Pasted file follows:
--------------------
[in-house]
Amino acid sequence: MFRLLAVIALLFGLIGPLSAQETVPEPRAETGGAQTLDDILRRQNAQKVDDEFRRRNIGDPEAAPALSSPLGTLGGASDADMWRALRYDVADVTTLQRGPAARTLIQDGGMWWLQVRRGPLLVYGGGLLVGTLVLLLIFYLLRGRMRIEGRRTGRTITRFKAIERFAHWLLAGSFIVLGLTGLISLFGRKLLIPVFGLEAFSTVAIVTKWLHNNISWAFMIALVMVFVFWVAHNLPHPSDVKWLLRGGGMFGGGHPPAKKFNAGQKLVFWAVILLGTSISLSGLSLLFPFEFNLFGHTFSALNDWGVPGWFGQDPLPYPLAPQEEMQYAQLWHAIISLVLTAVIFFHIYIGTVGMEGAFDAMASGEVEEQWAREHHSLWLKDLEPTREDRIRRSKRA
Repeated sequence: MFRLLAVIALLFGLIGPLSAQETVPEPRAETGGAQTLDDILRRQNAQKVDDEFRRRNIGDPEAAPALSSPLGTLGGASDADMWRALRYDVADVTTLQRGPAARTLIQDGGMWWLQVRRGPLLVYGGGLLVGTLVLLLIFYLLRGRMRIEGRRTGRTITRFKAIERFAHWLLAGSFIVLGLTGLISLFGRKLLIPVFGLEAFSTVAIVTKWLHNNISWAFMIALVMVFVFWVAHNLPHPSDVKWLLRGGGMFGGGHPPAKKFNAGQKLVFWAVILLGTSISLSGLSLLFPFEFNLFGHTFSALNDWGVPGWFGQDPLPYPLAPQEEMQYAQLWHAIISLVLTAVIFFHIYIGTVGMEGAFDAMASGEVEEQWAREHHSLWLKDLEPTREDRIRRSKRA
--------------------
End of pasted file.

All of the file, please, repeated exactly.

[in-house]
Amino acid sequence: MFRLLAVIALLFGLIGPLSAQETVPEPRAETGGAQTLDDILRRQNAQKVDDEFRRRNIGDPEAAPALSSPLGTLGGASDADMWRALRYDVADVTTLQRGPAARTLIQDGGMWWLQVRRGPLLVYGGGLLVGTLVLLLIFYLLRGRMRIEGRRTGRTITRFKAIERFAHWLLAGSFIVLGLTGLISLFGRKLLIPVFGLEAFSTVAIVTKWLHNNISWAFMIALVMVFVFWVAHNLPHPSDVKWLLRGGGMFGGGHPPAKKFNAGQKLVFWAVILLGTSISLSGLSLLFPFEFNLFGHTFSALNDWGVPGWFGQDPLPYPLAPQEEMQYAQLWHAIISLVLTAVIFFHIYIGTVGMEGAFDAMASGEVEEQWAREHHSLWLKDLEPTREDRIRRSKRA
Repeated sequence: MFRLLAVIALLFGLIGPLSAQETVPEPRAETGGAQTLDDILRRQNAQKVDDEFRRRNIGDPEAAPALSSPLGTLGGASDADMWRALRYDVADVTTLQRGPAARTLIQDGGMWWLQVRRGPLLVYGGGLLVGTLVLLLIFYLLRGRMRIEGRRTGRTITRFKAIERFAHWLLAGSFIVLGLTGLISLFGRKLLIPVFGLEAFSTVAIVTKWLHNNISWAFMIALVMVFVFWVAHNLPHPSDVKWLLRGGGMFGGGHPPAKKFNAGQKLVFWAVILLGTSISLSGLSLLFPFEFNLFGHTFSALNDWGVPGWFGQDPLPYPLAPQEEMQYAQLWHAIISLVLTAVIFFHIYIGTVGMEGAFDAMASGEVEEQWAREHHSLWLKDLEPTREDRIRRSKRA